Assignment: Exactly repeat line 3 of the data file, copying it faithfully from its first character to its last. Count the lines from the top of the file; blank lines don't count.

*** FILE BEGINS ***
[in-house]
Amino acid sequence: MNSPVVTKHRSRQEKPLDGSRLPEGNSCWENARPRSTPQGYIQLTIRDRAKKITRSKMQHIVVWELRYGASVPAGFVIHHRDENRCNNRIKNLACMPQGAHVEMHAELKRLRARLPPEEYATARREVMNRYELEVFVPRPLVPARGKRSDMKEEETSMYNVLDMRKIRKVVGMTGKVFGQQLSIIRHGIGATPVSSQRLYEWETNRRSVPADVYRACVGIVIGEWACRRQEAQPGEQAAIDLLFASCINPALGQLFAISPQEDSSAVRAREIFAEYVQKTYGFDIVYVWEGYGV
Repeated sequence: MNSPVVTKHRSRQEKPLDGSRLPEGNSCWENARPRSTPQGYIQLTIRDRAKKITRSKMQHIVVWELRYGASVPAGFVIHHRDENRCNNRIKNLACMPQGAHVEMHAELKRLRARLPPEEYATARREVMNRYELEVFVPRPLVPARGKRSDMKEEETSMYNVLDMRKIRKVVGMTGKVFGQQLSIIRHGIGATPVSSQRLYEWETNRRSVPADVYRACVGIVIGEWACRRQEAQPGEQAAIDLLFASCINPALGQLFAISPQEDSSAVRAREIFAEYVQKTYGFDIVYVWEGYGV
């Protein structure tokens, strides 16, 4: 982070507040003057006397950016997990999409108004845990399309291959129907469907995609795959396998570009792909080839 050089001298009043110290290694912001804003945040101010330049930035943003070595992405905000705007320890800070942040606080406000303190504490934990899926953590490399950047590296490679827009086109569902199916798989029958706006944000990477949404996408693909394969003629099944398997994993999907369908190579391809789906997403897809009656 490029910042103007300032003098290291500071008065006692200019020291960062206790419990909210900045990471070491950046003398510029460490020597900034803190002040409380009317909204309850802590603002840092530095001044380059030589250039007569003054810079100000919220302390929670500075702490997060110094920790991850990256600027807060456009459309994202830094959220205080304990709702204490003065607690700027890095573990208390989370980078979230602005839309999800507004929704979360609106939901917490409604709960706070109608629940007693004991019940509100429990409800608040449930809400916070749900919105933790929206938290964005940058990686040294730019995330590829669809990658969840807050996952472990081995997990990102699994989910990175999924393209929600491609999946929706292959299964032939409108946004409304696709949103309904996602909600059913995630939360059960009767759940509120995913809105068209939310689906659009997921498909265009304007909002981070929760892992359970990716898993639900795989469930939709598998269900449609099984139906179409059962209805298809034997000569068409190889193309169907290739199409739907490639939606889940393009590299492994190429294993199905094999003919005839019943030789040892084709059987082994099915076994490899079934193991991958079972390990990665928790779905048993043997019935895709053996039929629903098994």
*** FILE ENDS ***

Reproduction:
Repeated sequence: MNSPVVTKHRSRQEKPLDGSRLPEGNSCWENARPRSTPQGYIQLTIRDRAKKITRSKMQHIVVWELRYGASVPAGFVIHHRDENRCNNRIKNLACMPQGAHVEMHAELKRLRARLPPEEYATARREVMNRYELEVFVPRPLVPARGKRSDMKEEETSMYNVLDMRKIRKVVGMTGKVFGQQLSIIRHGIGATPVSSQRLYEWETNRRSVPADVYRACVGIVIGEWACRRQEAQPGEQAAIDLLFASCINPALGQLFAISPQEDSSAVRAREIFAEYVQKTYGFDIVYVWEGYGV